Title – Fear Street: Part Three – 1666 (2021)
Director – Leigh Janiak (Honeymoon)
Cast – Kiana Madeira, Ashley Zukerman, Gillian Jacobs, Olivia Scott Welch
Plot – The origins of the Shadyside curse are finally revealed as we are taken back to late 1600’s where witchcraft and paranoia run rampant.
“End the curse”
Review by Eddie on 26/07/2021
Over the last three weeks we’ve had the Scream like opening 1994, the Friday the 13th inspired 1978 and now with the final instalment in Netflix’s surprisingly good R.L Stine based horror series The Witch feeling 1666, a film that acts as an entertaining and even genuinely surprising final piece of the puzzle around the cursed town of Shadyside.
With the two previous instalments laying the foundation and providing backstory to what Fear Street is all about, 1666 doesn’t have to provide us with much in the way of set-up as we are thrust into the life of hanged supposed witch Sarah Fier (played by 1994’s lead Kiana Madeira) as we join her and a collection of badly wigged co-stars (complete with a slightly suspect array of accents) in a small settlement village that starts to experience a series of evil occurrences that townsfolk attribute to the dark arts of witchcraft and devil worship.
Despite the fact this Ohio set location didn’t have villages of this kind in the time period, much can be forgiven in 1666 as director Leigh Janiak does a great job dialing things back for the first part of this experience as she gives us a far less slasher inspired horror that lays on the dread and mystery thick and fast that culminates in a great twist, one that in turn leads us towards an innovative and gloriously ridiculous finale that is just what the doctor ordered.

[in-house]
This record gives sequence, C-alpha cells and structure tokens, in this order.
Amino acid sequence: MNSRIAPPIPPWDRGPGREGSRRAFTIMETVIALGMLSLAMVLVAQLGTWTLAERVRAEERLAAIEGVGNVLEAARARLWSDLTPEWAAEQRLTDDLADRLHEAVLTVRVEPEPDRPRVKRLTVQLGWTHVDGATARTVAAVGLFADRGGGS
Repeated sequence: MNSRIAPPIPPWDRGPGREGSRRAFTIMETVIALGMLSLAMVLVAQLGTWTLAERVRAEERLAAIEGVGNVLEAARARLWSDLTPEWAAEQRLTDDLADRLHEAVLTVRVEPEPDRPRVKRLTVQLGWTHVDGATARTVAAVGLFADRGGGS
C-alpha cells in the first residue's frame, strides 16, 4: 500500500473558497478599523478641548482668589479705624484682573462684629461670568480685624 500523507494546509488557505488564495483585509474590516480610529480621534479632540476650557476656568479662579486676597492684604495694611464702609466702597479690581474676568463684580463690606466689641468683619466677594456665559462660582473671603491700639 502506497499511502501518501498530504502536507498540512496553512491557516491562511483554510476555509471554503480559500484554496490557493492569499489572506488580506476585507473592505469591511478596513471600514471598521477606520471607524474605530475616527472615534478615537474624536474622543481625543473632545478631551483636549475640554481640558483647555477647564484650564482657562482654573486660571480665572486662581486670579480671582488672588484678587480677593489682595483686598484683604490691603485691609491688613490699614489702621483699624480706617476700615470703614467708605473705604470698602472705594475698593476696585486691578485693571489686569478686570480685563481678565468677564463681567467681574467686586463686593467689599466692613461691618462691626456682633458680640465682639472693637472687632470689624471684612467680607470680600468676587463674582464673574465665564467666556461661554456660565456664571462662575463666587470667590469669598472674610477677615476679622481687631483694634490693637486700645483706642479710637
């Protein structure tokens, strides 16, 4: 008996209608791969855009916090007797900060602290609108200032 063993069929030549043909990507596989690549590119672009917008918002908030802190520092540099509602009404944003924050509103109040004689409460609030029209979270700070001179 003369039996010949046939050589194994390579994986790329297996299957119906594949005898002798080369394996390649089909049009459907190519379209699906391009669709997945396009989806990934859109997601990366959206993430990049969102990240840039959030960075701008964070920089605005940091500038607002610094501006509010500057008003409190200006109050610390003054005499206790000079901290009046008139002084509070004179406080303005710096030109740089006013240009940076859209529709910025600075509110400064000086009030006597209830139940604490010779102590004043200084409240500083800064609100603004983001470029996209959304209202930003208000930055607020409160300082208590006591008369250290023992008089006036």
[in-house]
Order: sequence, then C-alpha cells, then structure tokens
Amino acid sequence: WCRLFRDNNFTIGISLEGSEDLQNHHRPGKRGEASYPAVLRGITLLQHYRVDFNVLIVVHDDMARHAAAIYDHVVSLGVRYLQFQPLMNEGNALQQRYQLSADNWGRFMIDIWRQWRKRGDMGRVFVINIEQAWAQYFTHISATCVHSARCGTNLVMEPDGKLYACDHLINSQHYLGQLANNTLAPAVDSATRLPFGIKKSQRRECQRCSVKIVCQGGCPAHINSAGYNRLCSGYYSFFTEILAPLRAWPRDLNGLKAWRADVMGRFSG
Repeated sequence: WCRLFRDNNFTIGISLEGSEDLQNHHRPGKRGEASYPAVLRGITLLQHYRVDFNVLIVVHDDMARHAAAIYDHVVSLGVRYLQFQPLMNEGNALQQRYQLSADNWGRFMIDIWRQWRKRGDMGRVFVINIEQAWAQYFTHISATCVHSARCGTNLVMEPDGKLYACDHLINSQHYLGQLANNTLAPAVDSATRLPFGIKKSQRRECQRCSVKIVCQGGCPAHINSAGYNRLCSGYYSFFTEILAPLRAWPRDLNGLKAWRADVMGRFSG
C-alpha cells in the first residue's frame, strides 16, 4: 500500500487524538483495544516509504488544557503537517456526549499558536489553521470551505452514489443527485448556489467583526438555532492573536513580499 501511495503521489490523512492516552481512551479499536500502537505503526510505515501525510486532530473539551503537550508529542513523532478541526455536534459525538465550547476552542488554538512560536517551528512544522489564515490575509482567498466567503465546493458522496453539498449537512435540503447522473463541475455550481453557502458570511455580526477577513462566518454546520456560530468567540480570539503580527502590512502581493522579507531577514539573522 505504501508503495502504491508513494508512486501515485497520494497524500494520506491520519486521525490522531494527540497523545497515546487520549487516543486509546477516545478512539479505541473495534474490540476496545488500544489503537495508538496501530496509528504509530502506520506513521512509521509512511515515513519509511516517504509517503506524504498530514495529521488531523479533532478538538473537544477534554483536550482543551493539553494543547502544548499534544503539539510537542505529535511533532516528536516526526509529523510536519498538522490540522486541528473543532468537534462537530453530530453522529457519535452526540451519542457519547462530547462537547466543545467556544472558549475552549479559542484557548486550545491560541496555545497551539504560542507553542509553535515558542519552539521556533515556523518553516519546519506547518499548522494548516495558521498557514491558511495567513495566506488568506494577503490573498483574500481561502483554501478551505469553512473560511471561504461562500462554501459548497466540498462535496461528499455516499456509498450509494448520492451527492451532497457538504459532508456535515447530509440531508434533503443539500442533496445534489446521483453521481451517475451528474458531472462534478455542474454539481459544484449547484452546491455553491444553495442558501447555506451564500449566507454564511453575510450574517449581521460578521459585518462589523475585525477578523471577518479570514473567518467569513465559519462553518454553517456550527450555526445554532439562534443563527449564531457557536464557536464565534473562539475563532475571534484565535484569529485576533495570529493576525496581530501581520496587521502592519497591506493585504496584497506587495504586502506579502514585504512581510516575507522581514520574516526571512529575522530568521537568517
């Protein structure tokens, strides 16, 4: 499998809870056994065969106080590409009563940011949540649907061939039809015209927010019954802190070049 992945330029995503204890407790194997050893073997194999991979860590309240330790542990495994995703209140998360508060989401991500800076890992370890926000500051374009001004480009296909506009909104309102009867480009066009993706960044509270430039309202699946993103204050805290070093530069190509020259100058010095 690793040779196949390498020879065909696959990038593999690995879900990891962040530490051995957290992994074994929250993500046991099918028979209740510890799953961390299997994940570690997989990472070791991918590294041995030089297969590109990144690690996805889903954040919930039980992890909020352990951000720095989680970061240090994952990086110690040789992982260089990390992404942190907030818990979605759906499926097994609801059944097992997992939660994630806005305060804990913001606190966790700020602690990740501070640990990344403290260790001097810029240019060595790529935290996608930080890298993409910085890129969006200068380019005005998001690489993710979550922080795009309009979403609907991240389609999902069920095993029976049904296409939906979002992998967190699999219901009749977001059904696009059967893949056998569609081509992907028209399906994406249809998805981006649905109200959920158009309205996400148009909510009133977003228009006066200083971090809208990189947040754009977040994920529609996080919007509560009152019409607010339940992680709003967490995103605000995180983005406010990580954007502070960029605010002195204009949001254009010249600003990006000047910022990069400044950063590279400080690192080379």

Filled with some unnerving and spine tingling moments of horror (a pigs pen or church sermon with a difference are ones to keep an eye out for) and some great work from D.O.P Caleb Heymann and a trio of scorers in Marco Beltrami, Anna Drubich and Marcus Trumpp, 1666 also feels like the most polished of all three films in Janiak’s series and gives one a feeling that should she and Netflix wish to do more work under the Fear Street banner, there’s reason enough to get excited by the proposition.
While in a genre sense there is no real new ground being covered by any of these films, with each owing a debt to not only R.L Stine’s work but classic horror outings that have come before them both a long time ago and also more recently, Fear Street can be commended for not always being totally predictable, unexpectedly dark and gruesome and also fresh enough in delivery too feel worth ones time and while many have bemoaned the lack of quality horror in Netflix’s original offerings for good reason previously, Janiak’s three films have showed just what can be achieved for the streaming platform in this area with the right minds and creativity at work.
Final Say –
Rounding out one of the years most surprisingly entertaining offerings with the best singular effort yet, Fear Street: Part Three -1666 is a memorable way to wrap up one of the most consistent horror trilogies in recent memory.
3 1/2 piglets out of 5